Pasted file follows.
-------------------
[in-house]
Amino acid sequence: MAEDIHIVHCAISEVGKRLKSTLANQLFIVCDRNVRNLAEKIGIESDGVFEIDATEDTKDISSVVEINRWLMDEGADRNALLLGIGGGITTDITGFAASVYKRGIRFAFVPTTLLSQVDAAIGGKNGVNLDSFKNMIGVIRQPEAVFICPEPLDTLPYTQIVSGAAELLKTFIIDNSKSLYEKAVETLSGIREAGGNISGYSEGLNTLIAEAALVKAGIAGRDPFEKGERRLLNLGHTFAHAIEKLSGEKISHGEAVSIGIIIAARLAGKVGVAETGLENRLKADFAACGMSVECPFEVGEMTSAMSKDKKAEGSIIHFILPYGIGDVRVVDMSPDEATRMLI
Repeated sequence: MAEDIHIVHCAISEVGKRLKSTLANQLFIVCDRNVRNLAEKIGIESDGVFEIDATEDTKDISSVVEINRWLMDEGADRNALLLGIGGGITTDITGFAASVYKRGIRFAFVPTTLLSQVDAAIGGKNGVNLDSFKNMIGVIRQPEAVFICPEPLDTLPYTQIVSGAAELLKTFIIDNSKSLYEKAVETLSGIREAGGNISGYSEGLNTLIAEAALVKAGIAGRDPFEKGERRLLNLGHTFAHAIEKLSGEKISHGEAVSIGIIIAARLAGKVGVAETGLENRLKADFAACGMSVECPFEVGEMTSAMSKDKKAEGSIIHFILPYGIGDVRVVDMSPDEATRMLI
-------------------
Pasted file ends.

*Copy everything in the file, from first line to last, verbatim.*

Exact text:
[in-house]
Amino acid sequence: MAEDIHIVHCAISEVGKRLKSTLANQLFIVCDRNVRNLAEKIGIESDGVFEIDATEDTKDISSVVEINRWLMDEGADRNALLLGIGGGITTDITGFAASVYKRGIRFAFVPTTLLSQVDAAIGGKNGVNLDSFKNMIGVIRQPEAVFICPEPLDTLPYTQIVSGAAELLKTFIIDNSKSLYEKAVETLSGIREAGGNISGYSEGLNTLIAEAALVKAGIAGRDPFEKGERRLLNLGHTFAHAIEKLSGEKISHGEAVSIGIIIAARLAGKVGVAETGLENRLKADFAACGMSVECPFEVGEMTSAMSKDKKAEGSIIHFILPYGIGDVRVVDMSPDEATRMLI
Repeated sequence: MAEDIHIVHCAISEVGKRLKSTLANQLFIVCDRNVRNLAEKIGIESDGVFEIDATEDTKDISSVVEINRWLMDEGADRNALLLGIGGGITTDITGFAASVYKRGIRFAFVPTTLLSQVDAAIGGKNGVNLDSFKNMIGVIRQPEAVFICPEPLDTLPYTQIVSGAAELLKTFIIDNSKSLYEKAVETLSGIREAGGNISGYSEGLNTLIAEAALVKAGIAGRDPFEKGERRLLNLGHTFAHAIEKLSGEKISHGEAVSIGIIIAARLAGKVGVAETGLENRLKADFAACGMSVECPFEVGEMTSAMSKDKKAEGSIIHFILPYGIGDVRVVDMSPDEATRMLI